My first real memory of Belvedere was that of starting school at St Augustines Primary around 1954. I can recall a wind up gramaphone which the teacher would frantically wind up to keep the music playing, even a funny sight to a five year old.
Eventually, I graduated to Picardy School For Boys in 1960, which as I recall was a nightmare place to be, with many sadistic teachers and some fellow pupils to match the teachers.
But, none the less, Lower Belvedere was a great place to grow up. My mother would take me off to the village and to Derritt and Dormans on birthdays and Christmas. The place used to be stacked out with all manner of toys, my first, and indeed only, Hornby 00 train set came from D&D.
Our house, in Thornton Road had a limited view then of the Belvedere Football ground (now an ugly B&Q store), so, free matches every Saturday, well, half a match, as I couldn't see the whole ground!
I remember well Franks Park, which was just up the road from Thornton Road, where we would have overnight camping trips. I don't suppose that can be done today. I also have vivid memories of Parkers the news agents at the bottom of Picardy Hill, with the green grocers next door, both of which were later pulled down to make way for blocks of low rise council flats, I guess that would have been around 1958. The then new shops were built adjacent to the service road running parallel with the Lower Road, and all shops are still there, I believe, including the electrical store known as Davies Brothers, I wonder if that shop is still in family hands? If it is, then it must be on its fourth generation.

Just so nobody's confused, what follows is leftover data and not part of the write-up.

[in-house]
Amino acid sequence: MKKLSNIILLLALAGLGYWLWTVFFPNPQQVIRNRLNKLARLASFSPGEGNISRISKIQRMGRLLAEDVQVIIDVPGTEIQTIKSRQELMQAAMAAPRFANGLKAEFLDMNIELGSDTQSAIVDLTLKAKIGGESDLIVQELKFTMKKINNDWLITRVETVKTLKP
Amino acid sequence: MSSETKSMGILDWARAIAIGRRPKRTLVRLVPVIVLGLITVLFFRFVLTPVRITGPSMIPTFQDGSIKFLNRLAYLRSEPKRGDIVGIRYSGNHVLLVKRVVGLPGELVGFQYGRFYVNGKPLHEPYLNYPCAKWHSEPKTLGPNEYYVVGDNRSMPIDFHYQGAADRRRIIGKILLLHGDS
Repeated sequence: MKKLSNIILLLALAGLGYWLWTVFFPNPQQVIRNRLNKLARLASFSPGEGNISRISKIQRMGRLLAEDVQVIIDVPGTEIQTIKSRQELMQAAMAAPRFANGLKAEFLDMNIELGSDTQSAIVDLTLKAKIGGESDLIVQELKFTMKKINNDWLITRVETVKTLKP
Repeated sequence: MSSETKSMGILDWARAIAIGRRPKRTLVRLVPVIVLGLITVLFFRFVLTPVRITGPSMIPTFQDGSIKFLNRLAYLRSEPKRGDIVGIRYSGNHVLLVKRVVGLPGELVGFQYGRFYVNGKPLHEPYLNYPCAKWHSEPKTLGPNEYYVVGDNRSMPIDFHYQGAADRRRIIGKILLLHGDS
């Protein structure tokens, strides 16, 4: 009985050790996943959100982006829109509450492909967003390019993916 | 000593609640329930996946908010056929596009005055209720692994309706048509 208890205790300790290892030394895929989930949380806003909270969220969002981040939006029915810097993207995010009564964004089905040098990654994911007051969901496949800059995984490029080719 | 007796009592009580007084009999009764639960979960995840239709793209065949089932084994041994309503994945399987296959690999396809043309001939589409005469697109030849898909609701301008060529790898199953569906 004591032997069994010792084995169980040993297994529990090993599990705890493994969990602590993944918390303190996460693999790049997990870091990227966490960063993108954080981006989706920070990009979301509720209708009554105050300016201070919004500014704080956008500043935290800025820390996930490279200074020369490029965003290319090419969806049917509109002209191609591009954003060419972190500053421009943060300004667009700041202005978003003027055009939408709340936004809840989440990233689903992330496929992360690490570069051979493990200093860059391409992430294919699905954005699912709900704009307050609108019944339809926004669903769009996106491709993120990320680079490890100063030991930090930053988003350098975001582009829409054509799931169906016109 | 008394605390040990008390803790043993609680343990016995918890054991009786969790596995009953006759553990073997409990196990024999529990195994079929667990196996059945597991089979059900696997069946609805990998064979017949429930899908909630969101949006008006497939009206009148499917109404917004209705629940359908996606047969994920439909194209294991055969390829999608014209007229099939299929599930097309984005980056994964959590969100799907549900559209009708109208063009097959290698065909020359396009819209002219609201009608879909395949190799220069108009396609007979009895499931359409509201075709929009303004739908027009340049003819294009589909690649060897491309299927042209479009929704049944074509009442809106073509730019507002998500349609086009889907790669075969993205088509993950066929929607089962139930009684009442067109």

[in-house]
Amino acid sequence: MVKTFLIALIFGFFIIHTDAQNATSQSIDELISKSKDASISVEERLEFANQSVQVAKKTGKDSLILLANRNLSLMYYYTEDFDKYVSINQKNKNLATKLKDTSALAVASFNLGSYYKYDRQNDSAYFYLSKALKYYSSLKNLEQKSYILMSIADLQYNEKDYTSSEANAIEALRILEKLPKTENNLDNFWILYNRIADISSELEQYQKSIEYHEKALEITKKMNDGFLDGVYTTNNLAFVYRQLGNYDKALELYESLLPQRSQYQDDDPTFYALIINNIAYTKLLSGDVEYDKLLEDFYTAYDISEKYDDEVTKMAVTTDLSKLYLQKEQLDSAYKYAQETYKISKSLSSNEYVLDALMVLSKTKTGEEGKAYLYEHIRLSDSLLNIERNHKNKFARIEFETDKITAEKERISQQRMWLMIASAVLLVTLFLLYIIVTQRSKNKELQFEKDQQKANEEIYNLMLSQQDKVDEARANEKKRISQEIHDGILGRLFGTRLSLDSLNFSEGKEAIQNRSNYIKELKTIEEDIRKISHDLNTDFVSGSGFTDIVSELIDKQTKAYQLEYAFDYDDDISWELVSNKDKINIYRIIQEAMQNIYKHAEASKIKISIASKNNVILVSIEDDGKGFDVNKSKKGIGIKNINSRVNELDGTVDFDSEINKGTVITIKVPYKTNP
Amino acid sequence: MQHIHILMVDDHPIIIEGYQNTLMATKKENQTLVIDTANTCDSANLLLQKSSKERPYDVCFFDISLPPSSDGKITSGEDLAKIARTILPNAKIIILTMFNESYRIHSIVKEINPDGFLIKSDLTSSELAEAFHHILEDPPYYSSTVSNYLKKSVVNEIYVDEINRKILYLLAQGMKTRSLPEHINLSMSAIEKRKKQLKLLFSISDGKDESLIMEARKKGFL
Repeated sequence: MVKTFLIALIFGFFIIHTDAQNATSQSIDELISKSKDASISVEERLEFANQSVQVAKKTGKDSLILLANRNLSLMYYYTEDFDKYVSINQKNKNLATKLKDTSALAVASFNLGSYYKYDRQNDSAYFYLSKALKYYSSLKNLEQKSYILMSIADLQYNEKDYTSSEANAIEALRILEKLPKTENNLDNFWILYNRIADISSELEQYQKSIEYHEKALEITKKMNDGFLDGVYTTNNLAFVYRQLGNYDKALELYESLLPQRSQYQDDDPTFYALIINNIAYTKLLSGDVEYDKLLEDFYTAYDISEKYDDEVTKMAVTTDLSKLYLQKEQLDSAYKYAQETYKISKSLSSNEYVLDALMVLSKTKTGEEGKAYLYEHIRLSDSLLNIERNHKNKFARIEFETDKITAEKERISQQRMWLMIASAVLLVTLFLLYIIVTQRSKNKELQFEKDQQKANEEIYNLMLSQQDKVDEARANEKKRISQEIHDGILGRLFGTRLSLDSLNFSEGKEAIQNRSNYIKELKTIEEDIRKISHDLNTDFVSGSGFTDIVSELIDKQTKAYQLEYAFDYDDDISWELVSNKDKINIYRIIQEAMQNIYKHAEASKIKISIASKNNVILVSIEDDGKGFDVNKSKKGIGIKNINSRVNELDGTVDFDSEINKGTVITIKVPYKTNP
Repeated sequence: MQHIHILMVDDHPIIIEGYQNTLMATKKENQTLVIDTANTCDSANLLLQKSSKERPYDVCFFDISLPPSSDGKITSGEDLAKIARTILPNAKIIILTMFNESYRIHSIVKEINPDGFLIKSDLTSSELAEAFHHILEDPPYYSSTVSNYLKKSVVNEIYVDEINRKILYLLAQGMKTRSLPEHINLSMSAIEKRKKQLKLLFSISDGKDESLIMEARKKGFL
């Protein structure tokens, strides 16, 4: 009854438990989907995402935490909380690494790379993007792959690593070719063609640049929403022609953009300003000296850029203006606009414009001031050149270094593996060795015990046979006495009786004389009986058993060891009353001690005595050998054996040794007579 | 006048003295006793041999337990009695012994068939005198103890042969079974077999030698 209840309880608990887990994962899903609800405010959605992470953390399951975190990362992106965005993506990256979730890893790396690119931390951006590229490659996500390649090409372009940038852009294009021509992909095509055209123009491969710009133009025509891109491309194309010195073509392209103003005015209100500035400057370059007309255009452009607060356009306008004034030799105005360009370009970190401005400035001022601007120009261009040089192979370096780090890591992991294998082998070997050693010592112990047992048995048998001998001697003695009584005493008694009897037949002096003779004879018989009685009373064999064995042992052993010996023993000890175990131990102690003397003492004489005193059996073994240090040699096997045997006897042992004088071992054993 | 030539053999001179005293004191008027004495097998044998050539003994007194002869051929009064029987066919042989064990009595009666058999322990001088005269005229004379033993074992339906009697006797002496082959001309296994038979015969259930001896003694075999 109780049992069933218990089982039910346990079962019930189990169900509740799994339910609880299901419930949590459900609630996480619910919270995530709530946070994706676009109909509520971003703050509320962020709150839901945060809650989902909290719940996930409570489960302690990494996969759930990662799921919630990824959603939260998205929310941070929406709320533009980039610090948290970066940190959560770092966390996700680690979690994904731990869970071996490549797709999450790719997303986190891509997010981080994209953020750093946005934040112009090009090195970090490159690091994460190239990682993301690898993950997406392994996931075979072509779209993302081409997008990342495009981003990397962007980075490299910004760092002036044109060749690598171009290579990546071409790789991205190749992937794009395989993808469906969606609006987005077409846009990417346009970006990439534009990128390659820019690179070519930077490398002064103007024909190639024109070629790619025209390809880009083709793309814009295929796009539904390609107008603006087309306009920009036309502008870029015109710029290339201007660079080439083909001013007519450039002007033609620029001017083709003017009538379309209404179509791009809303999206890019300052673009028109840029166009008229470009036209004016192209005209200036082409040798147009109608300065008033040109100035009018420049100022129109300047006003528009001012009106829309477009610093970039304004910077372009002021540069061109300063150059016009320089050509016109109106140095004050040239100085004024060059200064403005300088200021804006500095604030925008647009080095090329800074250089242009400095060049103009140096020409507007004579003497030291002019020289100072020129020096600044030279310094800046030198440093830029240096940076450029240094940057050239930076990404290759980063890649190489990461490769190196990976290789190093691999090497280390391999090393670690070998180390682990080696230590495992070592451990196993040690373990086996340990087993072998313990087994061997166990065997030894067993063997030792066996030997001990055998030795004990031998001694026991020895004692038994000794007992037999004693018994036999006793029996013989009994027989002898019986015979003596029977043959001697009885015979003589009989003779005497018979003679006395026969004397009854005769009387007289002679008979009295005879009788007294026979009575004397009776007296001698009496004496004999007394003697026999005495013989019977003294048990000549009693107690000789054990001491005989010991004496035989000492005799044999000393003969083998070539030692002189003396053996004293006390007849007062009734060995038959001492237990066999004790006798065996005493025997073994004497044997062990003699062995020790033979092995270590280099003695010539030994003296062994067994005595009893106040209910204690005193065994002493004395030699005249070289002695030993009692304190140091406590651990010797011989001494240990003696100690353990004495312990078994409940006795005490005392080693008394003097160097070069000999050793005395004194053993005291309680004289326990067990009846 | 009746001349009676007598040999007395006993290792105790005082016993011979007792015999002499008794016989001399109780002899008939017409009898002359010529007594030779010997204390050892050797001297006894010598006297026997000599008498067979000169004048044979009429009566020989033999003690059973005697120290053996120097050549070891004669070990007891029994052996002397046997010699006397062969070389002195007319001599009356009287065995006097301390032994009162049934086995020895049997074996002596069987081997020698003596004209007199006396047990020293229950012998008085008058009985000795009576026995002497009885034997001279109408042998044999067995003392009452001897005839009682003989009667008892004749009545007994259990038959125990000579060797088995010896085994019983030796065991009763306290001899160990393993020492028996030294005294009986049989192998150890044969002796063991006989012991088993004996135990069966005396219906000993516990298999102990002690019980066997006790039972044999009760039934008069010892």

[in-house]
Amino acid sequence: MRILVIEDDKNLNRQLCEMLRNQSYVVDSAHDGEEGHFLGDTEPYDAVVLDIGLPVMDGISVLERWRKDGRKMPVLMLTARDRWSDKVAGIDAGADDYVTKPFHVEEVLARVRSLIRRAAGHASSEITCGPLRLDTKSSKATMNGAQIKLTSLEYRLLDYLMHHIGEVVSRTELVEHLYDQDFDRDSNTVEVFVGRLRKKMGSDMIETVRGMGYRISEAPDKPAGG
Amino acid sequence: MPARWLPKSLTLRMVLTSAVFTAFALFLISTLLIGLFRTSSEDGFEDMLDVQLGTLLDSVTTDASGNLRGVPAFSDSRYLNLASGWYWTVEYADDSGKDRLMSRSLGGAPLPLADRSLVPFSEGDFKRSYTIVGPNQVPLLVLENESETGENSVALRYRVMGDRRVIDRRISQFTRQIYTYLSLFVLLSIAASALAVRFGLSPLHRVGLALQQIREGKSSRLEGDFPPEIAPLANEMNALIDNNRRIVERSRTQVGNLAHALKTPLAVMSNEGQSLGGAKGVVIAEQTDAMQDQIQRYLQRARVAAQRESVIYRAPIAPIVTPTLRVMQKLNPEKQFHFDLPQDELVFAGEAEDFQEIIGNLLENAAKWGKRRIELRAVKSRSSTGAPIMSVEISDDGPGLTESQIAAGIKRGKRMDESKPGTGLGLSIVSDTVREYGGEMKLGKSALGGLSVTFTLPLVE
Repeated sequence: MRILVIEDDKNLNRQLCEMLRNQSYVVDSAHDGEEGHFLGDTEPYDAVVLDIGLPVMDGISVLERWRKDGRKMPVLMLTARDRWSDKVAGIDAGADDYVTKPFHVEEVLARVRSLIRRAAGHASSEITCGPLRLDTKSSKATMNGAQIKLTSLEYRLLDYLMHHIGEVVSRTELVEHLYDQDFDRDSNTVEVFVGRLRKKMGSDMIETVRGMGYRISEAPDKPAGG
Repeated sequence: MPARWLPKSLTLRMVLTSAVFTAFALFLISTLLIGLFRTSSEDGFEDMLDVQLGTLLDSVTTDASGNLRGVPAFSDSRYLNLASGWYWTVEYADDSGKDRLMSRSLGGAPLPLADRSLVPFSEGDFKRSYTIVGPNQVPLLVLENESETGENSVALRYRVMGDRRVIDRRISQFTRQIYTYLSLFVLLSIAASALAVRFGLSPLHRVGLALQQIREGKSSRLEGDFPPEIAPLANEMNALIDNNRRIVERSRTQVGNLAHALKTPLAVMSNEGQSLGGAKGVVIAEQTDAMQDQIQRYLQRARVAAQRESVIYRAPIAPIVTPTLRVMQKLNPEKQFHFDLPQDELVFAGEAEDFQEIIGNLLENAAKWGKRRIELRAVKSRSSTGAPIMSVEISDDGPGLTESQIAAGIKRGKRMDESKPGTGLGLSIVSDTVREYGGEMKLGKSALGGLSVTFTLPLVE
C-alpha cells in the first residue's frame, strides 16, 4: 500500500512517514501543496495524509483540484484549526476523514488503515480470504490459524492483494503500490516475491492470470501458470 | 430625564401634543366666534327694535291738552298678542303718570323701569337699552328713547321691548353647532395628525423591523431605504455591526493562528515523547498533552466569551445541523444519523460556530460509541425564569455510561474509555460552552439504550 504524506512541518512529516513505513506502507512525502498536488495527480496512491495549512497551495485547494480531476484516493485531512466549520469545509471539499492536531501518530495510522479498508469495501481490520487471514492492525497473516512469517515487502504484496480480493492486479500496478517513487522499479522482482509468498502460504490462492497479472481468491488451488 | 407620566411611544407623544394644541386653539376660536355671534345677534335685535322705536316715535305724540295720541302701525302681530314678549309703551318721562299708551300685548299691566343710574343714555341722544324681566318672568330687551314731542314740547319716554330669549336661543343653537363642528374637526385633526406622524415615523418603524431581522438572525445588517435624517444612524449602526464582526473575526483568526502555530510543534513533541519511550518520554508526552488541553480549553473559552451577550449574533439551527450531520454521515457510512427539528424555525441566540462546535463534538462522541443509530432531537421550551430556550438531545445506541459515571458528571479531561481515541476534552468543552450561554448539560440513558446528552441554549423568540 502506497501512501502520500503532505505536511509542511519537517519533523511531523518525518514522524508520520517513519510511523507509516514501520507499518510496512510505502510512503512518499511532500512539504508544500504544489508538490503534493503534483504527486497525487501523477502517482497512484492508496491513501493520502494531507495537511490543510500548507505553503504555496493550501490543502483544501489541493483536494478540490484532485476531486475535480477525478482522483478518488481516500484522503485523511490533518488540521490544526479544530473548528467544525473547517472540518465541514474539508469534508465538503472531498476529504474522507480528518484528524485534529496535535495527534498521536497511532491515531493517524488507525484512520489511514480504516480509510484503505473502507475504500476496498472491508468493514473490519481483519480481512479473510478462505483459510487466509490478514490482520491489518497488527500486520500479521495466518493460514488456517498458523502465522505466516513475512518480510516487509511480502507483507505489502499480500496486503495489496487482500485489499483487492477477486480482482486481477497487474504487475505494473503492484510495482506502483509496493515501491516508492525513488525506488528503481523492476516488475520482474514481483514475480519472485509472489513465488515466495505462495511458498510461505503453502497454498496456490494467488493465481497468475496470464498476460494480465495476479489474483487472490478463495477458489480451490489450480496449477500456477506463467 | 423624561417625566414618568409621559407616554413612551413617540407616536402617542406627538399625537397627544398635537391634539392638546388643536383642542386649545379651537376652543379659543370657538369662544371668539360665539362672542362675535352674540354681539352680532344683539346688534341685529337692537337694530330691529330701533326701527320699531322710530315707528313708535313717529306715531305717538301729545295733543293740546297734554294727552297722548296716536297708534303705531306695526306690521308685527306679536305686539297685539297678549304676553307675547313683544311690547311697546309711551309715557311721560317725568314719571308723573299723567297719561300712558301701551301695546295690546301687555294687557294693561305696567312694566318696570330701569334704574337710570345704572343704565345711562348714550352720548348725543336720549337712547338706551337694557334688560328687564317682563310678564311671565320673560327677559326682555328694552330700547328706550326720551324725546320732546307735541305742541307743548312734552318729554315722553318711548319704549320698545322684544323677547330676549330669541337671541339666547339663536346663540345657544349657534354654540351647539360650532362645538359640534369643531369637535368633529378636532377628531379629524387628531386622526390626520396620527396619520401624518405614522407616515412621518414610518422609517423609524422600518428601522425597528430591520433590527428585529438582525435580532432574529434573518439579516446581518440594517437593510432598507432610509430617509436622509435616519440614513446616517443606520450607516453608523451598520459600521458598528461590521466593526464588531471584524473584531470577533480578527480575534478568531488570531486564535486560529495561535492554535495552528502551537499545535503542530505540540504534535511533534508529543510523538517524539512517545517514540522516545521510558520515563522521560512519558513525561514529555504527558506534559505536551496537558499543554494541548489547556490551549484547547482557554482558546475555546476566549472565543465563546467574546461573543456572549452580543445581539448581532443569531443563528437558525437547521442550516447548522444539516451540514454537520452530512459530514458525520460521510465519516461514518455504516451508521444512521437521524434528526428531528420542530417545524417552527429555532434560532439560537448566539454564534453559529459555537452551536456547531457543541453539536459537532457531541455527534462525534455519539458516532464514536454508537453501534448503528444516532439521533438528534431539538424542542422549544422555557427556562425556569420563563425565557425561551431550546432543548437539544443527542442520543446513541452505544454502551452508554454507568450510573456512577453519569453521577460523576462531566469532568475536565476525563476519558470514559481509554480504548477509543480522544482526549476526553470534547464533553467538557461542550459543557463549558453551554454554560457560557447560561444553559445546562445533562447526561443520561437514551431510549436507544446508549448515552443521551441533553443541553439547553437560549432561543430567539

Another thing one could do in the 1950 and 1960s in Belvedere was to get to the riverbank very easily, which would be an adventure for a then 8 year old.
After leaving school many of my contemporaries ended up working at Fords,
just accross the river in Dagenham. In those days Fords laid on a ferry to get the staff to work. One look at that place on a school trip was enough for me, as I recall they were making the then Ford Zepher Mark 111 and to see car after car passing over my head made my mind up that Fords was not the place to be...
However, despite the industries on both sides of the River Thames, Belvedere still had a semi rural feel to it in the 1950s. There was a massive farm covering more than 400 acres where I would go and dig potatoes for two shillings and sixpence a hundredweight. The farm was enhanced with many other open fields nearby, where the travellers would keep their horses. That farm sadly is no more; it was swallowed up by Thamesmead Town, there-in lies another tale, mainly of woe.
A memory shared byon Jun 25th, 2009.
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